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Public Intoxication, Registered Nurse, Reduced to 415(2)

Our client, age 29, went to the Bullpen, a popular bar and restaurant in the South Redondo / Torrance area on Avenue I and Catalina Avenue.  It is known for its steaks and dark interior.  It has operated for over 40 years.

Our client was a registered nurse (RN) who worked at the local hospital.  She was with two friends, a married couple.  During the course of the evening, our client’s friend frankly discussed her marriage with our client, confiding that her husband regularly beat her.  Our client drank several glasses of wine during the evening.

This greatly disturbed our client, so much so that she finally decided to call 911.  When she did so, she was very drunk.  Nonetheless, the Torrance Police Department responded to the Bullpen, expecting to find a domestic violence situation.  Instead, our client walked up to the police and told them that her friend was a victim of domestic violence, but not this particular evening.

The police were upset with this type of call and felt they could not arrest the husband for something her wife told our client happened sometime in the past.  The police told our client that they could not arrest the man, which greatly upset our client, who was obviously drunk by this point.

image descriptionBullpen

Our client responded to the police decision by telling them they were assholes and, allegedly, that she knew the chief of the Torrance Police was Natalie Portman’s dad (which is not true).  Our client was very frustrated and kept telling the police to arrest the husband.

At this point, our client’s friend and her husband has left the bar, so when the police finally agreed to speak to the alleged victim, the alleged victim and her husband were no where to be found.  This made the police conclude that our client was “so intoxicated that she could no longer care for her own safety and well-being.”  They therefore arrested her for violation of Penal Code § 647(f), public intoxication.

Our hunch is that the arrest was heavily influenced by our client calling the police assholes and her further cursing of them.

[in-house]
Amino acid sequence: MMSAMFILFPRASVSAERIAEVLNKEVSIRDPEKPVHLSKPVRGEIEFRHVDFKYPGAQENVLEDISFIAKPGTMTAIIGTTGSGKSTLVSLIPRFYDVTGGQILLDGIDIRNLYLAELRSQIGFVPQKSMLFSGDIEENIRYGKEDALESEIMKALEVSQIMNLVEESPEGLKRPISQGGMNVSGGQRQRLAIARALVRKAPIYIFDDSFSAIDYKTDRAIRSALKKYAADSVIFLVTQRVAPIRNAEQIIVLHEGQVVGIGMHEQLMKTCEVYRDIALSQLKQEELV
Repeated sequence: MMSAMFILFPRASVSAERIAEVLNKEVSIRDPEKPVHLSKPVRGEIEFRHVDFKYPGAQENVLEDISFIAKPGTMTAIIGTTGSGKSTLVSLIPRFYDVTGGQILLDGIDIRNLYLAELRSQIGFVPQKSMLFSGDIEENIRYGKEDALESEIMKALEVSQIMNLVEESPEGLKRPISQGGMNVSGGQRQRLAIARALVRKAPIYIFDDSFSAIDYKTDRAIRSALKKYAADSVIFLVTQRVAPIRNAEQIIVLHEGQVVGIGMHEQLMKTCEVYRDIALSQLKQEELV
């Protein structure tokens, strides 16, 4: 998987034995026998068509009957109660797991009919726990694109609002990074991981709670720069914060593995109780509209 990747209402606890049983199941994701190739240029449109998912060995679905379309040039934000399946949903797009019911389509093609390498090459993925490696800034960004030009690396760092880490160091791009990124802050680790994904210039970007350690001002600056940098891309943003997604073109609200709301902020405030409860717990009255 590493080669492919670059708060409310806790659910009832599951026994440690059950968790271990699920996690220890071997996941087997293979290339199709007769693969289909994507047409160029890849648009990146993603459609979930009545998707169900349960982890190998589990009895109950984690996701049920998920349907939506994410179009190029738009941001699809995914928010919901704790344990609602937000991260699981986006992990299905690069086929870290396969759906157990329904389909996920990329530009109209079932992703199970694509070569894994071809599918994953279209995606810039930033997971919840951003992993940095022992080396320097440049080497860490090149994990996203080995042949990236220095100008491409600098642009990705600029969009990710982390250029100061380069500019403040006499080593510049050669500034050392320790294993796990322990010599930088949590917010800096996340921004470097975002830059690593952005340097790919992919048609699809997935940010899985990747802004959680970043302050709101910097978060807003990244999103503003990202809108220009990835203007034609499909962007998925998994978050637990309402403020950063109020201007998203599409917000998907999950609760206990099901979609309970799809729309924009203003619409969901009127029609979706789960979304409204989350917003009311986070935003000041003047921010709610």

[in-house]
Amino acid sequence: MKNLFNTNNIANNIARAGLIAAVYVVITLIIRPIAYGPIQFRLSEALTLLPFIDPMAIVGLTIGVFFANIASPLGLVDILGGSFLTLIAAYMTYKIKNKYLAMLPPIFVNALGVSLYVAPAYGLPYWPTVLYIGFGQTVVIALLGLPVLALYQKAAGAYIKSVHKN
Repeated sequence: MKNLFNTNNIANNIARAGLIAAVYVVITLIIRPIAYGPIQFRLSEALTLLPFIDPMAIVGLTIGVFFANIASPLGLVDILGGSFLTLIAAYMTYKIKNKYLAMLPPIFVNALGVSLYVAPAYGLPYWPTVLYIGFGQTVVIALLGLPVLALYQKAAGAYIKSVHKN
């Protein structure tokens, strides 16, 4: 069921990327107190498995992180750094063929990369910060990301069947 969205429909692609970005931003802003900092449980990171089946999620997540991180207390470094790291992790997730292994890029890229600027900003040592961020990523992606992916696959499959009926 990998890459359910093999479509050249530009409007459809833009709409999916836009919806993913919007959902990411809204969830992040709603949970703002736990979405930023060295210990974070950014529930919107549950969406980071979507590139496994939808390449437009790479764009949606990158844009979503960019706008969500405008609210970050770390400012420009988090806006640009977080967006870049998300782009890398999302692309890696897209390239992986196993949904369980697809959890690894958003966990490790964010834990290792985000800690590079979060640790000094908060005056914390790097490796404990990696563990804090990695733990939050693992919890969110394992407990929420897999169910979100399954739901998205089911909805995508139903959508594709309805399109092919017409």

The client was held at the Torrance Police Station and released after her parents posted bail the following morning.

The client knew that an arrest for a misdemeanor would be harmful to her license as a registered nurse (RN) and possibly lead to her being fired from the local hospital if her RN license was suspended.
She called Greg Hill & Associates and immediately met with Greg Hill.  Greg had the client describe what had taken place and agreed that the professional licensing issue was of greatest urgency.  Greg recommended that the client attend at least ten Alcoholics Anonymous (AA) meetings, write a letter of apology to the Torrance Police Department and send him her resume, a photocopy of her RN license and any award she may have received as an RN.

The client did so, attending ten AA meetings within a week.  She also provided Greg her RN license and her resume, as well as a letter of apology to the Torrance Police Department.

Greg then wrote a letter to the Torrance Police Department and the Torrance City Prosecutor, enclosing such items and suggesting that the matter be resolved with a pre-filing office hearing, rather than the filing of a criminal case.

Neither the Torrance Police Department nor the Torrance City Prosecutor responded to Greg’s letter prior to the arraignment.  Greg therefore appeared at the Torrance Superior Court for the arraignment only to find the Torrance City Prosecutor was charging our client with a violation of Penal Code § 647(f) as a misdemeanor.

Greg then spoke with the Torrance City Prosecutor again about the case, who commented that she had not seen the pre-filing letter.  She then looked through the documents and then the police report, discussing it with Greg.  She then stated she would be willing to amend the complaint to allege an added charge, an infraction for violating Penal Code § 415(2), disturbing the peace by making a loud noise, if the client attending 26 AA meetings, or sixteen more such meetings.

Greg then relayed the offer to the client, who was greatly relieved.  This was great news for our client, as a misdemeanor violation for a crime relating to abuse of alcohol was highly problematic for a nurse, but an infraction for something else was not nearly so difficult to explain to the Nursing Board.  She then attended sixteen more AA meetings and the case indeed was resolved as an infraction.

For more information about public intoxication and professional licensing issues with a misdemeanor, please click on the following articles:
  1. What Punishment Do I Face for Public Intoxication (PC 647(f))?
  2. What Is the Difference Between an Infraction and a Misdemeanor?
  3. Effects of a Prostitution Conviction on a Dentist’s License?
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